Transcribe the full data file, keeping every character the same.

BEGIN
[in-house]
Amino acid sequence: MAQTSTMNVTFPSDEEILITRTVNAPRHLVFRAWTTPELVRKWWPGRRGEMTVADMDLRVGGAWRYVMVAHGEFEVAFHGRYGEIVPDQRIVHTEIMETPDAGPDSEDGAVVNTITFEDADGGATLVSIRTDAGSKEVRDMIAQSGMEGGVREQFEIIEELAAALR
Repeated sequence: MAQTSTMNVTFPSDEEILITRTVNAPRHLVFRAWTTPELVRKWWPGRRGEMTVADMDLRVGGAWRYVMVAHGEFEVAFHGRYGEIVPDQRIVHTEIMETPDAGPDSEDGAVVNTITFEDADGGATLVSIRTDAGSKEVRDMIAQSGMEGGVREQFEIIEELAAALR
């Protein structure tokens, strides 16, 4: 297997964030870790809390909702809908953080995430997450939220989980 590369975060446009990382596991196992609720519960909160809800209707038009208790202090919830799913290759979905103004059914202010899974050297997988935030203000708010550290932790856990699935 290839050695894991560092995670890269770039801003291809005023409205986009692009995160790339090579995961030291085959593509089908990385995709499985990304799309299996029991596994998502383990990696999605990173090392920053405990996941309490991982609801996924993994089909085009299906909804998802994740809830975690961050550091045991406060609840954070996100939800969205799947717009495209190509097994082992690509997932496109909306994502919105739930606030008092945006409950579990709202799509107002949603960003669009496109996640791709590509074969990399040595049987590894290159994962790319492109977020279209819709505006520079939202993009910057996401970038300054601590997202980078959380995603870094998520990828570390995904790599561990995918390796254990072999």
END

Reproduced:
[in-house]
Amino acid sequence: MAQTSTMNVTFPSDEEILITRTVNAPRHLVFRAWTTPELVRKWWPGRRGEMTVADMDLRVGGAWRYVMVAHGEFEVAFHGRYGEIVPDQRIVHTEIMETPDAGPDSEDGAVVNTITFEDADGGATLVSIRTDAGSKEVRDMIAQSGMEGGVREQFEIIEELAAALR
Repeated sequence: MAQTSTMNVTFPSDEEILITRTVNAPRHLVFRAWTTPELVRKWWPGRRGEMTVADMDLRVGGAWRYVMVAHGEFEVAFHGRYGEIVPDQRIVHTEIMETPDAGPDSEDGAVVNTITFEDADGGATLVSIRTDAGSKEVRDMIAQSGMEGGVREQFEIIEELAAALR
């Protein structure tokens, strides 16, 4: 297997964030870790809390909702809908953080995430997450939220989980 590369975060446009990382596991196992609720519960909160809800209707038009208790202090919830799913290759979905103004059914202010899974050297997988935030203000708010550290932790856990699935 290839050695894991560092995670890269770039801003291809005023409205986009692009995160790339090579995961030291085959593509089908990385995709499985990304799309299996029991596994998502383990990696999605990173090392920053405990996941309490991982609801996924993994089909085009299906909804998802994740809830975690961050550091045991406060609840954070996100939800969205799947717009495209190509097994082992690509997932496109909306994502919105739930606030008092945006409950579990709202799509107002949603960003669009496109996640791709590509074969990399040595049987590894290159994962790319492109977020279209819709505006520079939202993009910057996401970038300054601590997202980078959380995603870094998520990828570390995904790599561990995918390796254990072999």